Giants in genomics: Allan Bradley
Allan Bradley was director of the Wellcome Trust Sanger Institute from 2000 to 2010. His appointment as director coincided with the completion of the draft human genome sequence by the Human Genome Project.
Embryonic Stem Cell
A stem cell derived from an early embryo. They have the ability to become any cell type.
The genetic material that can be passed onto offspring through the germ cells (e.g. sperm and egg).
Early education and career
Allan Bradley received his BA, MA and PhD in genetics from the University of Cambridge, UK. Throughout his studies, he worked in Martin Evans’ laboratory investigating mouse embryonic stem cells . This included making the important observation that embryonic stem cells could be transmitted through the germline of mice.
In the early 1980s, Allan developed a technology that made it possible to target specific genes in mice – if a gene was mutated to the extent that it no longer worked, the mouse was called a ‘knockout mouse’. This work led to Martin Evans, along with Oliver Smithies and Mario Cappecchi, winning the 2007 Nobel Prize in Physiology or Medicine.
Gene targeting technology was incredibly important for providing a key insight into the involvement of genes in cancer.
New approaches to manipulating genes in mice
In 1987, Allan moved to Houston, Texas to become an assistant professor at Baylor College of Medicine. Here, he continued working on gene targeting technology, which provided vital insight into the involvement of genes in cancer, the repair of DNA and embryonic development. His team played a central part in developing the mouse gene editing techniques and tools, which led to the publication of over 150 research papers.
Allan set high academic standards, led several committees, and was actively involved in graduate and postdoctoral training and mentoring. He was promoted to full professor in 1994, aged 34, and was also appointed as a Howard Hughes Medical Institute Investigator.
In 1995, Allan founded Lexicon Genetics Inc., and was actively engaged in commercialising the embryonic stem cell technology he had previously developed in the lab. A year later, his team developed another technology known as array-based comparative genomic hybridisation (aCGH) – which was later applied for pre- and post-natal genetic diagnosis.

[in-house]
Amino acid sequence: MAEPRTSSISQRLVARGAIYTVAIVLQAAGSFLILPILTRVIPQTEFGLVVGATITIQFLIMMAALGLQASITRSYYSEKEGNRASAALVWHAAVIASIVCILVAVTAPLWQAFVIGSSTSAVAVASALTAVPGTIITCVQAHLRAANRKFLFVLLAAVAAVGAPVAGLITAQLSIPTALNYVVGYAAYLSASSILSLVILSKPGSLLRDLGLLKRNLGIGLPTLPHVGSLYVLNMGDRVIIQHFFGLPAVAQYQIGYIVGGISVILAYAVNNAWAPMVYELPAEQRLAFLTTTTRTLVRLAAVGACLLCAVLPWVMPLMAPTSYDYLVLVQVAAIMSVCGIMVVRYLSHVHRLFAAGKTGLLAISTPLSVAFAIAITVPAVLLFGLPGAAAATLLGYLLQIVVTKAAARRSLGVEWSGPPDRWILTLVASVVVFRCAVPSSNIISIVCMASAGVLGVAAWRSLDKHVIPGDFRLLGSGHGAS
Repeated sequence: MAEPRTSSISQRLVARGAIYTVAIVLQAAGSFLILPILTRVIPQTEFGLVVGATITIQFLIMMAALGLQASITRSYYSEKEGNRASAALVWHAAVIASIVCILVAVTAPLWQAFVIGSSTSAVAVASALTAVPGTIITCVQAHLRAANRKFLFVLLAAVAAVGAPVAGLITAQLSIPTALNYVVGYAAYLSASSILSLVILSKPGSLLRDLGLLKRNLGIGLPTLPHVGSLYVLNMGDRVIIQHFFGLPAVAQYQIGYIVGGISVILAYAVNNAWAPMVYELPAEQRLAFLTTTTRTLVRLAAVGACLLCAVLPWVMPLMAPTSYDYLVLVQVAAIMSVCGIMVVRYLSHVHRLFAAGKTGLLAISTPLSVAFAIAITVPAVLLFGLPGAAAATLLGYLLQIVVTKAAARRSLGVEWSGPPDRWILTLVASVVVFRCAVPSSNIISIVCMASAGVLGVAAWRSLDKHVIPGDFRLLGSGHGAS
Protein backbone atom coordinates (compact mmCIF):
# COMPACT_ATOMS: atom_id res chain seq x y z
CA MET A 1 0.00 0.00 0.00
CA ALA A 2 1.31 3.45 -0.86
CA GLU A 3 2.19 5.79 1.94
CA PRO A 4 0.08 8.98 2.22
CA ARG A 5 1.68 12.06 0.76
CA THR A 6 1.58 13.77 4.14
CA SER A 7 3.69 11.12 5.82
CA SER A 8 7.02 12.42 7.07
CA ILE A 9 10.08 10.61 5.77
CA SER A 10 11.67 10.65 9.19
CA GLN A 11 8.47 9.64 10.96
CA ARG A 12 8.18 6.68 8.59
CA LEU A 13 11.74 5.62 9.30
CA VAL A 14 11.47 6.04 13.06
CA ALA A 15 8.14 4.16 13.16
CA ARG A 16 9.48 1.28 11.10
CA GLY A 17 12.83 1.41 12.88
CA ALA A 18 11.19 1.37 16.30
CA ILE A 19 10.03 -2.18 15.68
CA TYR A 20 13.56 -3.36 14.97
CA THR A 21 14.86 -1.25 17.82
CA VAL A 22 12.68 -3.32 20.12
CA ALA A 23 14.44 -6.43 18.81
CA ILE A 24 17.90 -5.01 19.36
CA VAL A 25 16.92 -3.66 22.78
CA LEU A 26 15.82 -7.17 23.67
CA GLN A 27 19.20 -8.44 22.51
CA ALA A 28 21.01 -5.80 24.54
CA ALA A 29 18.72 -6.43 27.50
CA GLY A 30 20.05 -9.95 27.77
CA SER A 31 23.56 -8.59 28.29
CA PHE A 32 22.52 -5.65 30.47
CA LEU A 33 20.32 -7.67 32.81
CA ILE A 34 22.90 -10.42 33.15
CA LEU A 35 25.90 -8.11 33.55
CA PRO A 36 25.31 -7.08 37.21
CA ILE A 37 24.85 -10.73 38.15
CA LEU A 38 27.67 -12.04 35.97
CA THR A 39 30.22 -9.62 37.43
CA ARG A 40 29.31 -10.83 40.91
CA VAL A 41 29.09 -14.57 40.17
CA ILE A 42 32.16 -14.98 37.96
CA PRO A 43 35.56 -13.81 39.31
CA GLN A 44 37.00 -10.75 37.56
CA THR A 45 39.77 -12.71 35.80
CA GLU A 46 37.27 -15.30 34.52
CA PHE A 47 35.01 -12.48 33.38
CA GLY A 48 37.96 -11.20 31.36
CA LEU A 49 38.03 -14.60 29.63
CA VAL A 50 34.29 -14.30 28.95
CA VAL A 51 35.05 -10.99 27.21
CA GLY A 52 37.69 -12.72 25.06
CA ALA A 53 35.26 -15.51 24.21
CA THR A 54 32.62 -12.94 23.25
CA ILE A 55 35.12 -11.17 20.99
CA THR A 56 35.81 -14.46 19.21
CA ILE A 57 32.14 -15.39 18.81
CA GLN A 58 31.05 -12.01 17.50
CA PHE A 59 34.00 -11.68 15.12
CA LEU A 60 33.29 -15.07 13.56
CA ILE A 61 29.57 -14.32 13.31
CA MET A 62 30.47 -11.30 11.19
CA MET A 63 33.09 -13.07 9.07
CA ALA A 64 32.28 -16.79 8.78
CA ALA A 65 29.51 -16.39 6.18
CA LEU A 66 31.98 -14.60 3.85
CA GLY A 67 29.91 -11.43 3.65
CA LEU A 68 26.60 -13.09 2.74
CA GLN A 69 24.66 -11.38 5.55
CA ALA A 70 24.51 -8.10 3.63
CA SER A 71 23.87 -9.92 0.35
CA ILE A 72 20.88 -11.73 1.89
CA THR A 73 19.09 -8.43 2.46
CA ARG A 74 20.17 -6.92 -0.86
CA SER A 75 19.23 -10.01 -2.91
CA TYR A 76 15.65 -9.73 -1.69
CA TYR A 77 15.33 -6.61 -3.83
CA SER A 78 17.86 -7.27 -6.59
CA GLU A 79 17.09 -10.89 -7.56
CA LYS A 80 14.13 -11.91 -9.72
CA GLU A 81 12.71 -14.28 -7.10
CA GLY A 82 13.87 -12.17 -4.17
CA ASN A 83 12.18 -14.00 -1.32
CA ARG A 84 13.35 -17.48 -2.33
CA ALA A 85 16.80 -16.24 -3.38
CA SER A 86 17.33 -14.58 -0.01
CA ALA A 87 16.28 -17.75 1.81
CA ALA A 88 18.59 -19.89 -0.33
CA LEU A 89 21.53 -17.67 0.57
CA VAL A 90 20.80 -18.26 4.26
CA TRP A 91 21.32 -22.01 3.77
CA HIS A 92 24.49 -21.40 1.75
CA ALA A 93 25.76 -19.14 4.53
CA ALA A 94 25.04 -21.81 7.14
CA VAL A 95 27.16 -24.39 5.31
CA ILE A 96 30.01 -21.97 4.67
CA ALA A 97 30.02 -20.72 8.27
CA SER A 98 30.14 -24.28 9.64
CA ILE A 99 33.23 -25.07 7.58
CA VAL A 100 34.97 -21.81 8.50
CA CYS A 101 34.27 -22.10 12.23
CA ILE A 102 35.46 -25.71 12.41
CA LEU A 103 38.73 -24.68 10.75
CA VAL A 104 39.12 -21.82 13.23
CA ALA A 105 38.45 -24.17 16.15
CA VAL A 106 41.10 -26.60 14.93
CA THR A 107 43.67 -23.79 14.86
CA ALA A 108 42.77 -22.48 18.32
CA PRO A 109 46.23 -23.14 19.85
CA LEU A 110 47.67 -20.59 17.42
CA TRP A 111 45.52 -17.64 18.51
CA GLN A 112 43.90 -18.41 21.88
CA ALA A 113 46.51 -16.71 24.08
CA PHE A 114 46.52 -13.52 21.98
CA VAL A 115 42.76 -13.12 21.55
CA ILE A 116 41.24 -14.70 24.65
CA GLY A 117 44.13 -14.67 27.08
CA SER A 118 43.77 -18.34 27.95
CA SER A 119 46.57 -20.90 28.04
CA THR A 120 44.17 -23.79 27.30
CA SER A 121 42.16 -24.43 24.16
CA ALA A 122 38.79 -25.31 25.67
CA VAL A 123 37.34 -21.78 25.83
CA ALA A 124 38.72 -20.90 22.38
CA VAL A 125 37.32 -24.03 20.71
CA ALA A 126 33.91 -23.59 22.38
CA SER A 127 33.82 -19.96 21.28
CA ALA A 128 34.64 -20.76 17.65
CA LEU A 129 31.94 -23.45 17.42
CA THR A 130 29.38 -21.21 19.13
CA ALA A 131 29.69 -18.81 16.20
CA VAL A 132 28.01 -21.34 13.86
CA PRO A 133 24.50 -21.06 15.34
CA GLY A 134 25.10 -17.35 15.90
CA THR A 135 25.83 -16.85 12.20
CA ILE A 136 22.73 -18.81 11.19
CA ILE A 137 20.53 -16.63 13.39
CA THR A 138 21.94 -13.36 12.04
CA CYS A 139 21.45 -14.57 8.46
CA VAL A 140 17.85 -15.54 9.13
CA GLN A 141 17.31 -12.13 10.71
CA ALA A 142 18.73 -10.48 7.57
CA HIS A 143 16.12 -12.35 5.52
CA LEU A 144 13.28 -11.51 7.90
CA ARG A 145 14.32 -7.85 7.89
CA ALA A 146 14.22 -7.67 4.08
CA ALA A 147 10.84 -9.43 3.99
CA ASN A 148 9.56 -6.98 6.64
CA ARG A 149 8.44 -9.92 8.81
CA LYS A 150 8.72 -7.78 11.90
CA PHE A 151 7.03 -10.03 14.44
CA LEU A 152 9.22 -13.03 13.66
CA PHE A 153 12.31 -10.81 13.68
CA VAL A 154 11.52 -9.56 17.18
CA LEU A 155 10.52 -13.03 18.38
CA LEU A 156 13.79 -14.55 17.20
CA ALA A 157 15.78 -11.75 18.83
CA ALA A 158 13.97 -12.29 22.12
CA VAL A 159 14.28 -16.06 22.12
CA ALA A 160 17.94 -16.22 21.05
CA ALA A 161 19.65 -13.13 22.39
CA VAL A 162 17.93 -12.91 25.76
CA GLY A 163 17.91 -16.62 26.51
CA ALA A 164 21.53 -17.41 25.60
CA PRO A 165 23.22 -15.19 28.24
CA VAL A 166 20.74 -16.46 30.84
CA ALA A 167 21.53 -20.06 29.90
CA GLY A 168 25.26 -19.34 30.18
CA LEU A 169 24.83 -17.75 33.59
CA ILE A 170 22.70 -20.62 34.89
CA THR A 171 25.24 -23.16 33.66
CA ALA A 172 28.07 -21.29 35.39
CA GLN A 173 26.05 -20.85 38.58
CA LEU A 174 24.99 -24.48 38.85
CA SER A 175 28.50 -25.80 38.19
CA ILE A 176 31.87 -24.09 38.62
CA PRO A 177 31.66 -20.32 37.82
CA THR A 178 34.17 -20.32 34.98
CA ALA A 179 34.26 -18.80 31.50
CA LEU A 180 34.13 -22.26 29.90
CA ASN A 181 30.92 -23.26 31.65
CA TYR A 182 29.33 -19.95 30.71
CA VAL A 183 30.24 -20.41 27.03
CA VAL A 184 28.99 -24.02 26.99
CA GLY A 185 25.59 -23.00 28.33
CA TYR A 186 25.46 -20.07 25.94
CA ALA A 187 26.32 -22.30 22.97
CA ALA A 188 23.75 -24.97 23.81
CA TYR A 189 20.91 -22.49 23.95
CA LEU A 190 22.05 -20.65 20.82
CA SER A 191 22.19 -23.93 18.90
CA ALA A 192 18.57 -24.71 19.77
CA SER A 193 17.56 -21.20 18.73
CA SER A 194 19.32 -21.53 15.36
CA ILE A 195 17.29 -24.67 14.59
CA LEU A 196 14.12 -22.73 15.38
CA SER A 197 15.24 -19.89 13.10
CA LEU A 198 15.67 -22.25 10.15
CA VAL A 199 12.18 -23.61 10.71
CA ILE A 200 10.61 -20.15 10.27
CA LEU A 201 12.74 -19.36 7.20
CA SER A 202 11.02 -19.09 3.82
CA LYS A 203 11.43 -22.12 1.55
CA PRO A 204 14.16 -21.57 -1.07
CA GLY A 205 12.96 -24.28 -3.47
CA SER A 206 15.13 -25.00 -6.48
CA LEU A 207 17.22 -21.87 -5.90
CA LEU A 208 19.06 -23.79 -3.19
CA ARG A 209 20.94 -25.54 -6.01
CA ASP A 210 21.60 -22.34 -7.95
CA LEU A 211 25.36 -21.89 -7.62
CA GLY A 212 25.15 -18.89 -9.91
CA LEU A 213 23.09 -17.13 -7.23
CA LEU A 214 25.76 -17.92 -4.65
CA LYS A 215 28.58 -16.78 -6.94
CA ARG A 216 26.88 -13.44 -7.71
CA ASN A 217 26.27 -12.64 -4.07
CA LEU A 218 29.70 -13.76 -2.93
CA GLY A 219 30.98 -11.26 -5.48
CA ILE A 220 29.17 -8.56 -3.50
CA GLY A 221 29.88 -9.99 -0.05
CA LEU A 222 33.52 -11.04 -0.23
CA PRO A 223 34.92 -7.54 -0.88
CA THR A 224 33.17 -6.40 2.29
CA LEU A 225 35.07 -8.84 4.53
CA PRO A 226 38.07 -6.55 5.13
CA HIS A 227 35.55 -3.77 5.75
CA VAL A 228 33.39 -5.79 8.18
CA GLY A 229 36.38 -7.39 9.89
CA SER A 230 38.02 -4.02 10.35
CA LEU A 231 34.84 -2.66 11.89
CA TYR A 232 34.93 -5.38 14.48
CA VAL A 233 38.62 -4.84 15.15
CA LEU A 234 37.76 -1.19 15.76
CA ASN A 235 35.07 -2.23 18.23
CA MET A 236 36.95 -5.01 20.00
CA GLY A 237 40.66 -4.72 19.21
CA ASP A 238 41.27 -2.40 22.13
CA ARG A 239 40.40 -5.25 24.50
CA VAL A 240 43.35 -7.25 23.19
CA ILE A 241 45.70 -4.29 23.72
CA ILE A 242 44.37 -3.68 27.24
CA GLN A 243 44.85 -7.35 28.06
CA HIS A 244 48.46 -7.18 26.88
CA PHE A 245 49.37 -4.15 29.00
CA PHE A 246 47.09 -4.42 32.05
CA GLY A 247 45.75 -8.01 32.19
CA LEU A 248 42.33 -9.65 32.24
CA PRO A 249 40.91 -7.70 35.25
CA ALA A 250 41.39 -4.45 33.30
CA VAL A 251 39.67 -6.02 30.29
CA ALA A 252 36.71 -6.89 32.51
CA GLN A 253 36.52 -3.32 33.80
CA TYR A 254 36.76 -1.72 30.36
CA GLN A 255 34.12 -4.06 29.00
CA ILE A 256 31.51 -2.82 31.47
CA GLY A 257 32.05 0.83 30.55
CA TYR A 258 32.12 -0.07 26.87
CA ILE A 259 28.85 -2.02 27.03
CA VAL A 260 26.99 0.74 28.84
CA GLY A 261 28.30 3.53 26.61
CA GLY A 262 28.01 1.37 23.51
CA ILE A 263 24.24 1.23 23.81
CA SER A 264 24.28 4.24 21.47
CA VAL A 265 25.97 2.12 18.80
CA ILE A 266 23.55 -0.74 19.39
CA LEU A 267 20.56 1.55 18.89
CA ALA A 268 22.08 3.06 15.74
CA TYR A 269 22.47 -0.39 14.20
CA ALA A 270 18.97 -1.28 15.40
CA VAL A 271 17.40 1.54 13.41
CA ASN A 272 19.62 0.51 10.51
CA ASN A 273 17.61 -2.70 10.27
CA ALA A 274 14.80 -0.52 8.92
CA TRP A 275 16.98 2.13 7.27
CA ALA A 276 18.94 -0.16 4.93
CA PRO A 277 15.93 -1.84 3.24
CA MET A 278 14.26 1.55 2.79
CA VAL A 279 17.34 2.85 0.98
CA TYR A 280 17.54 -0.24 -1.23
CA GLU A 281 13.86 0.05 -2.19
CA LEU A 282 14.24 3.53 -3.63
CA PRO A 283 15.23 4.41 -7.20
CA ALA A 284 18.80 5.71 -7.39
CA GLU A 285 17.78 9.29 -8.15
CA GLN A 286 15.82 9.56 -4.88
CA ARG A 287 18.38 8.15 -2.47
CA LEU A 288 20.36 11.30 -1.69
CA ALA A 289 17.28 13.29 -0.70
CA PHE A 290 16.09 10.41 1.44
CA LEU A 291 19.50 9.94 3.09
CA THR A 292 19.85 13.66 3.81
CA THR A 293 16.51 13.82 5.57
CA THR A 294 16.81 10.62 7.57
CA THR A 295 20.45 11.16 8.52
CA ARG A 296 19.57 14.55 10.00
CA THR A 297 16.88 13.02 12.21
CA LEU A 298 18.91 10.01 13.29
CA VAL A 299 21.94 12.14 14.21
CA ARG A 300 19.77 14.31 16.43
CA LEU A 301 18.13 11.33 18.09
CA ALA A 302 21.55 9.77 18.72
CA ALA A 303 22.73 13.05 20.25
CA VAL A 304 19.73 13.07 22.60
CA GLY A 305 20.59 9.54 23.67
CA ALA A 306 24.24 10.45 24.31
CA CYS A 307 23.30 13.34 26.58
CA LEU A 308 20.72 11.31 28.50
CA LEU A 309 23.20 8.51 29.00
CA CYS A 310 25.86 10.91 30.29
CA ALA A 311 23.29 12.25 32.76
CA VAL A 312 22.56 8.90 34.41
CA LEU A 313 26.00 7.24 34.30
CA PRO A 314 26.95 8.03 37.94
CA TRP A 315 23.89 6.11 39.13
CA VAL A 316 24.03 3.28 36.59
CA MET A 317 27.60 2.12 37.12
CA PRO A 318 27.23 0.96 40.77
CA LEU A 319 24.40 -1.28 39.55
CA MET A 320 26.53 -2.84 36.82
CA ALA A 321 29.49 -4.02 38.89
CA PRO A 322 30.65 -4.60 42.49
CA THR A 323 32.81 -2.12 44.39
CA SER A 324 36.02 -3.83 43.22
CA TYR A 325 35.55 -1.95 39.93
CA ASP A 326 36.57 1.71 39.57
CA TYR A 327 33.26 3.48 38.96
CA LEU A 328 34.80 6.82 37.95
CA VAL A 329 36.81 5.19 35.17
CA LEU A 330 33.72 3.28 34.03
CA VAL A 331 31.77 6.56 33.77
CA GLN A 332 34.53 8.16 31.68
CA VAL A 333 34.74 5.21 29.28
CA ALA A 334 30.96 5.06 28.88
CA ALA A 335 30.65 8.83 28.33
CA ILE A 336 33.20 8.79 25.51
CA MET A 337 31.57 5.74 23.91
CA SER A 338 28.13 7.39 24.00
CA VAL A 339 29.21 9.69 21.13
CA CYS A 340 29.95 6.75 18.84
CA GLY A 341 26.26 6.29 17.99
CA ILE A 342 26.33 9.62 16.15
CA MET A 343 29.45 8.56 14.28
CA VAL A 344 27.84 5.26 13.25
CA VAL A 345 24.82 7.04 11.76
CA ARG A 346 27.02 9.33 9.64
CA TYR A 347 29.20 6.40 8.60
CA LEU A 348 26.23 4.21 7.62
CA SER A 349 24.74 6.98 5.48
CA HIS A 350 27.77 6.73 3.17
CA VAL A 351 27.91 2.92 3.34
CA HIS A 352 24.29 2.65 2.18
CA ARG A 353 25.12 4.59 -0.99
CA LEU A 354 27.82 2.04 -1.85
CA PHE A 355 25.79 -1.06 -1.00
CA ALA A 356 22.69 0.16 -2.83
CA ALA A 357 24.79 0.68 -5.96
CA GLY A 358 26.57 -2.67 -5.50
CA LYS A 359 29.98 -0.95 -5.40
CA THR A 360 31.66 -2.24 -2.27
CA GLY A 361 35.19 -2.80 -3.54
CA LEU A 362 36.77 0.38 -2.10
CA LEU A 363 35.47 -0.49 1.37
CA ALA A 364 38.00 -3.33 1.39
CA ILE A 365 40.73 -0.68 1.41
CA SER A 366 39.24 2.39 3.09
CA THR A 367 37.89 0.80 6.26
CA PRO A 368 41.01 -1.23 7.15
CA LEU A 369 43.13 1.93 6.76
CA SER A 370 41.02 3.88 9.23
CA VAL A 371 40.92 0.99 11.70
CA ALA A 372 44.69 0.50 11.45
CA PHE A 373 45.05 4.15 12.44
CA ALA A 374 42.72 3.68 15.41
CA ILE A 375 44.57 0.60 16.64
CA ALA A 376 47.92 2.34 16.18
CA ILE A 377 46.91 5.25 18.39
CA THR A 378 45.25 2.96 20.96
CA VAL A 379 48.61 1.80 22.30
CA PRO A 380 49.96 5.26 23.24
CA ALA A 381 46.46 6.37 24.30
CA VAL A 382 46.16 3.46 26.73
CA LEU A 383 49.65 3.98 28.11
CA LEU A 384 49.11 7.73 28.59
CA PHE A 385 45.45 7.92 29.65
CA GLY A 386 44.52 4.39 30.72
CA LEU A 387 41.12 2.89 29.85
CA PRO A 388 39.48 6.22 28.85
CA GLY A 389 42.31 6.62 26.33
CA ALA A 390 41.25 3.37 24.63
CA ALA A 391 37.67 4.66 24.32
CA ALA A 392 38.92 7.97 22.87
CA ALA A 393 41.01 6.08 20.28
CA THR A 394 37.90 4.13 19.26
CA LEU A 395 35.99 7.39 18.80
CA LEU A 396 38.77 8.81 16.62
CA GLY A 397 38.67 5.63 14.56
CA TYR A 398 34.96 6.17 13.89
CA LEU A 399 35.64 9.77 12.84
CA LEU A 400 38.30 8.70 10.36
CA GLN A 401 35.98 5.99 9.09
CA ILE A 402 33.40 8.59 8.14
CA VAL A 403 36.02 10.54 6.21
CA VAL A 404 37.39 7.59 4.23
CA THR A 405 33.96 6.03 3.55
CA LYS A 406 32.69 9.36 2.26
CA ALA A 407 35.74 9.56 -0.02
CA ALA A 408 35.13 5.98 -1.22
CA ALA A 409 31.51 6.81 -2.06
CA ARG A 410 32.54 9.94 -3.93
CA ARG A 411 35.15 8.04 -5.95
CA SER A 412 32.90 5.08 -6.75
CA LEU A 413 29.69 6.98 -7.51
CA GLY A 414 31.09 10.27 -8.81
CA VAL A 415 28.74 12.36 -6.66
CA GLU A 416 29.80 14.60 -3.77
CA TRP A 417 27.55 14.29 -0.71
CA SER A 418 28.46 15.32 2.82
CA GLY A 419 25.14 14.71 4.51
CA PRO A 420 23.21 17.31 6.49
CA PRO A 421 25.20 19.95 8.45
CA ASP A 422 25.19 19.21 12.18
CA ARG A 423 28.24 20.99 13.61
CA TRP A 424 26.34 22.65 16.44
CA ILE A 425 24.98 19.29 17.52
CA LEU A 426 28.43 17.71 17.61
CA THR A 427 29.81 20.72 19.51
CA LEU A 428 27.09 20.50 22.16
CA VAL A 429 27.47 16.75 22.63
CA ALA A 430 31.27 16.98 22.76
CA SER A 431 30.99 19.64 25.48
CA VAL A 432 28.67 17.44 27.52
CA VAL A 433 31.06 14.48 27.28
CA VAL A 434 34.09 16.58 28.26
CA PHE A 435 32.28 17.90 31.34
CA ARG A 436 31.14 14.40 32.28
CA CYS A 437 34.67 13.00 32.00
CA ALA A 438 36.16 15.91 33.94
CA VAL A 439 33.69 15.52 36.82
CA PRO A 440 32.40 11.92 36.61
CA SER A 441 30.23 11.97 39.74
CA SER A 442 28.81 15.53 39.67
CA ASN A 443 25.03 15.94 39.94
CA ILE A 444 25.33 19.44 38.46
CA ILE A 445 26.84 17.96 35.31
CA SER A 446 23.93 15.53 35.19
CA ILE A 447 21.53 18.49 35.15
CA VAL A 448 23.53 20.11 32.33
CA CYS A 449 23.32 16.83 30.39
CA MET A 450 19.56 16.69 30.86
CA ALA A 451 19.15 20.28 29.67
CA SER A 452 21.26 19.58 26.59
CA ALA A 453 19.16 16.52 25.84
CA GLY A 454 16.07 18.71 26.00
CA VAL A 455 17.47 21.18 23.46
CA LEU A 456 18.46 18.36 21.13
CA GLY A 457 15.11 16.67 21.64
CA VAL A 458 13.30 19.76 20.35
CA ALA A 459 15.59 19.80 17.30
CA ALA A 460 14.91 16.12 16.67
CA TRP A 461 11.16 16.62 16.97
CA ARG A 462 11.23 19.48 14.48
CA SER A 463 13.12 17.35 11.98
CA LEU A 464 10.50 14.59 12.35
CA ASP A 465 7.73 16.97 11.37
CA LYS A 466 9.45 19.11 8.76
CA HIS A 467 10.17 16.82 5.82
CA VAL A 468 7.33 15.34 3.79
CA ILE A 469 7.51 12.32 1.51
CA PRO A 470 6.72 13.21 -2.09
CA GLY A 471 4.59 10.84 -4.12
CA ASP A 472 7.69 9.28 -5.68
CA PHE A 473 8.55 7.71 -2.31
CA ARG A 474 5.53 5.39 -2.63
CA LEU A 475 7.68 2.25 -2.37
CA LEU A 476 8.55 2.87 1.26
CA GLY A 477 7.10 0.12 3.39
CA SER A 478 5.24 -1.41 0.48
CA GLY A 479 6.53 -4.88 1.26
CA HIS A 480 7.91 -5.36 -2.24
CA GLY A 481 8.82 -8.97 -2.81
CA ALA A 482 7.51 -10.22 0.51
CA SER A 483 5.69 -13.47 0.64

When Allan was appointed director of the Sanger Institute in 2000, it was not only a time full of promise, but also a time of uncertainty for genomics.
Joining the Sanger Institute
Allan took over from John Sulston as director of the Sanger Institute in 2000 – a relatively uncertain time for genomics. The institute had been heavily involved in the Human Genome Project but at this point, the institute had been involved in the draft human genome sequence had been announced.
“The question was: how does an institute that had just one project evolve towards a more holistic approach?” says Allan. “How do you add an academic dimension to a place that has been focused on the achievement of one major technical goal for so long?”
Allan’s first task was to set out a new strategic plan for the Sanger Institute, transforming it from a centre that sequenced genomes to one focused on the biology of those sequences. He was keen to make the institute an attractive place to do innovative science, while maintaining the open philosophy and culture established by John Sulston.
Building the Sanger Institute for the future
As a starting point, Allan recruited a talented faculty of researchers, some of whom established and led large consortia projects such as the International Cancer Genome Consortium and 1000 Genomes Project. In doing so, Allan was investing in the next generation of scientists, allowing them to grow and develop into world leaders in their fields.
Allan remained director of the institute for 10 years. During this time, he oversaw the completion of the institute’s contribution to the Human Genome Project and the completion of the first mouse, malaria and cancer genome sequences.
But it wasn’t all about sequencing – Allan was also involved in many functional studies. These included the European Conditional Mouse Mutagenesis Program (EUCOMM), an international collaboration to create lines of mice in which an existing gene has been inactivated, and a major programme of malaria research.
Under his directorship, between 2005 and 2010, the Sanger Institute published more than 3,000 scientific papers with an average of one publication each week in a major scientific journal. Allan took an active role in the lab during this time, leading a group focused on developing mouse models of cancer, genetic screens in mouse embryonic stem cells and, most recently, the genetic modification of human stem cells.
Allan has been described as a “true, scientific visionary” who led the Sanger Institute into the “post-genomic era”.
Beyond the Sanger Institute
Throughout his career, Allan Bradley has played a huge role in developing animal models for use in scientific research. He has been described as a “true, scientific visionary”, who led the Sanger Institute into the “post-genomic era”.
Allan and his team moved from the Sanger Institute to the University of Cambridge in 2019, still strongly focused on using genetics to discover genes involved in various biological systems and conditions.